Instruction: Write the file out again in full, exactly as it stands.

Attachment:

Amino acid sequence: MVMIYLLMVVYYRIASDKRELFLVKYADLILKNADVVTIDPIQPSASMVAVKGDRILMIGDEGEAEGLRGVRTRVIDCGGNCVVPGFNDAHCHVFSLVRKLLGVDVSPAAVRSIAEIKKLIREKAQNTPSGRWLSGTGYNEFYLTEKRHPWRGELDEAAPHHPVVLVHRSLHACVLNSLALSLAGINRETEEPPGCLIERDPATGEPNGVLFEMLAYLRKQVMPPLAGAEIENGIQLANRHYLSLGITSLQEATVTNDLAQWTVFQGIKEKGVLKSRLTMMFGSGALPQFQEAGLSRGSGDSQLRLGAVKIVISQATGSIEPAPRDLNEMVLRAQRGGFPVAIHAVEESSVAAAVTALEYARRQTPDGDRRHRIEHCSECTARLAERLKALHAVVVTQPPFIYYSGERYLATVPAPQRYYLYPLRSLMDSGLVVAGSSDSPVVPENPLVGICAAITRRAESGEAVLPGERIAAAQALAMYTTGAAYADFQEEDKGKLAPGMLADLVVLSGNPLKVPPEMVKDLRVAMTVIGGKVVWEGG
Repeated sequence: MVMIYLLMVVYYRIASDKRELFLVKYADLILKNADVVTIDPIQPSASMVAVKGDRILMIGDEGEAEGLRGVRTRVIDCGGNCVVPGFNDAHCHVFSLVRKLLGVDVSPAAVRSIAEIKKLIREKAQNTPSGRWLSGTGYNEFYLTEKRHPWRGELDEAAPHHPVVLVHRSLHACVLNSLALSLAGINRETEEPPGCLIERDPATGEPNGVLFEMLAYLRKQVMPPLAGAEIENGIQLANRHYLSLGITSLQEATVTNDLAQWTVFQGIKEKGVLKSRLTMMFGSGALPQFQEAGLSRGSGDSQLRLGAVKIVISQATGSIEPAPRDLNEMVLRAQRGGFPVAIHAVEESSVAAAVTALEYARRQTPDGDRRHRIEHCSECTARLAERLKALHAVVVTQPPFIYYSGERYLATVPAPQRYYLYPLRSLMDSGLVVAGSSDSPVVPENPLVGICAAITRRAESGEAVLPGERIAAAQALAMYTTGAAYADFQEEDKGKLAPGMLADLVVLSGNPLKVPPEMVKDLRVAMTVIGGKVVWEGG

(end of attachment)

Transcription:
Amino acid sequence: MVMIYLLMVVYYRIASDKRELFLVKYADLILKNADVVTIDPIQPSASMVAVKGDRILMIGDEGEAEGLRGVRTRVIDCGGNCVVPGFNDAHCHVFSLVRKLLGVDVSPAAVRSIAEIKKLIREKAQNTPSGRWLSGTGYNEFYLTEKRHPWRGELDEAAPHHPVVLVHRSLHACVLNSLALSLAGINRETEEPPGCLIERDPATGEPNGVLFEMLAYLRKQVMPPLAGAEIENGIQLANRHYLSLGITSLQEATVTNDLAQWTVFQGIKEKGVLKSRLTMMFGSGALPQFQEAGLSRGSGDSQLRLGAVKIVISQATGSIEPAPRDLNEMVLRAQRGGFPVAIHAVEESSVAAAVTALEYARRQTPDGDRRHRIEHCSECTARLAERLKALHAVVVTQPPFIYYSGERYLATVPAPQRYYLYPLRSLMDSGLVVAGSSDSPVVPENPLVGICAAITRRAESGEAVLPGERIAAAQALAMYTTGAAYADFQEEDKGKLAPGMLADLVVLSGNPLKVPPEMVKDLRVAMTVIGGKVVWEGG
Repeated sequence: MVMIYLLMVVYYRIASDKRELFLVKYADLILKNADVVTIDPIQPSASMVAVKGDRILMIGDEGEAEGLRGVRTRVIDCGGNCVVPGFNDAHCHVFSLVRKLLGVDVSPAAVRSIAEIKKLIREKAQNTPSGRWLSGTGYNEFYLTEKRHPWRGELDEAAPHHPVVLVHRSLHACVLNSLALSLAGINRETEEPPGCLIERDPATGEPNGVLFEMLAYLRKQVMPPLAGAEIENGIQLANRHYLSLGITSLQEATVTNDLAQWTVFQGIKEKGVLKSRLTMMFGSGALPQFQEAGLSRGSGDSQLRLGAVKIVISQATGSIEPAPRDLNEMVLRAQRGGFPVAIHAVEESSVAAAVTALEYARRQTPDGDRRHRIEHCSECTARLAERLKALHAVVVTQPPFIYYSGERYLATVPAPQRYYLYPLRSLMDSGLVVAGSSDSPVVPENPLVGICAAITRRAESGEAVLPGERIAAAQALAMYTTGAAYADFQEEDKGKLAPGMLADLVVLSGNPLKVPPEMVKDLRVAMTVIGGKVVWEGG